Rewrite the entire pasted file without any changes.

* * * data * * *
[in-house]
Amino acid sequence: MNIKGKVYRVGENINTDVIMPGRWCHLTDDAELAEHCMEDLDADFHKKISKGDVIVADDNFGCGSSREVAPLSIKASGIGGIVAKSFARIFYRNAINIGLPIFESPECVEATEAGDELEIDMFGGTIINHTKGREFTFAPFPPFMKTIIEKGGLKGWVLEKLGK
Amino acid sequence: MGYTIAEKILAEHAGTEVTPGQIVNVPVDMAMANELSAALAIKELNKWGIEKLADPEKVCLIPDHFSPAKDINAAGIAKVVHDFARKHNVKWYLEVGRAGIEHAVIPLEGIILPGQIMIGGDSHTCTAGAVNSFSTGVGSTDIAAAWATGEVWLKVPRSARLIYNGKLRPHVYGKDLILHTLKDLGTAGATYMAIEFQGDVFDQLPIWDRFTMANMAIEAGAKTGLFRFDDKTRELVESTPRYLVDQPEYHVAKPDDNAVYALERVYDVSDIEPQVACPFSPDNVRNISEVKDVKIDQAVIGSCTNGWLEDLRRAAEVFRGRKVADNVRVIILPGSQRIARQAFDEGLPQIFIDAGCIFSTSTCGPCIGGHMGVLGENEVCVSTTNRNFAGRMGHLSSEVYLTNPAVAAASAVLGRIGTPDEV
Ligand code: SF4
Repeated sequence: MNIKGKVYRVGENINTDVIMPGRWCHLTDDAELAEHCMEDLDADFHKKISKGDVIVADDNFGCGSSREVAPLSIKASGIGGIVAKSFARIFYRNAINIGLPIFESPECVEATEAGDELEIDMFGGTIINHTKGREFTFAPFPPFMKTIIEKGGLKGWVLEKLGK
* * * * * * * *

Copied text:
[in-house]
Amino acid sequence: MNIKGKVYRVGENINTDVIMPGRWCHLTDDAELAEHCMEDLDADFHKKISKGDVIVADDNFGCGSSREVAPLSIKASGIGGIVAKSFARIFYRNAINIGLPIFESPECVEATEAGDELEIDMFGGTIINHTKGREFTFAPFPPFMKTIIEKGGLKGWVLEKLGK
Amino acid sequence: MGYTIAEKILAEHAGTEVTPGQIVNVPVDMAMANELSAALAIKELNKWGIEKLADPEKVCLIPDHFSPAKDINAAGIAKVVHDFARKHNVKWYLEVGRAGIEHAVIPLEGIILPGQIMIGGDSHTCTAGAVNSFSTGVGSTDIAAAWATGEVWLKVPRSARLIYNGKLRPHVYGKDLILHTLKDLGTAGATYMAIEFQGDVFDQLPIWDRFTMANMAIEAGAKTGLFRFDDKTRELVESTPRYLVDQPEYHVAKPDDNAVYALERVYDVSDIEPQVACPFSPDNVRNISEVKDVKIDQAVIGSCTNGWLEDLRRAAEVFRGRKVADNVRVIILPGSQRIARQAFDEGLPQIFIDAGCIFSTSTCGPCIGGHMGVLGENEVCVSTTNRNFAGRMGHLSSEVYLTNPAVAAASAVLGRIGTPDEV
Ligand code: SF4
Repeated sequence: MNIKGKVYRVGENINTDVIMPGRWCHLTDDAELAEHCMEDLDADFHKKISKGDVIVADDNFGCGSSREVAPLSIKASGIGGIVAKSFARIFYRNAINIGLPIFESPECVEATEAGDELEIDMFGGTIINHTKGREFTFAPFPPFMKTIIEKGGLKGWVLEKLGK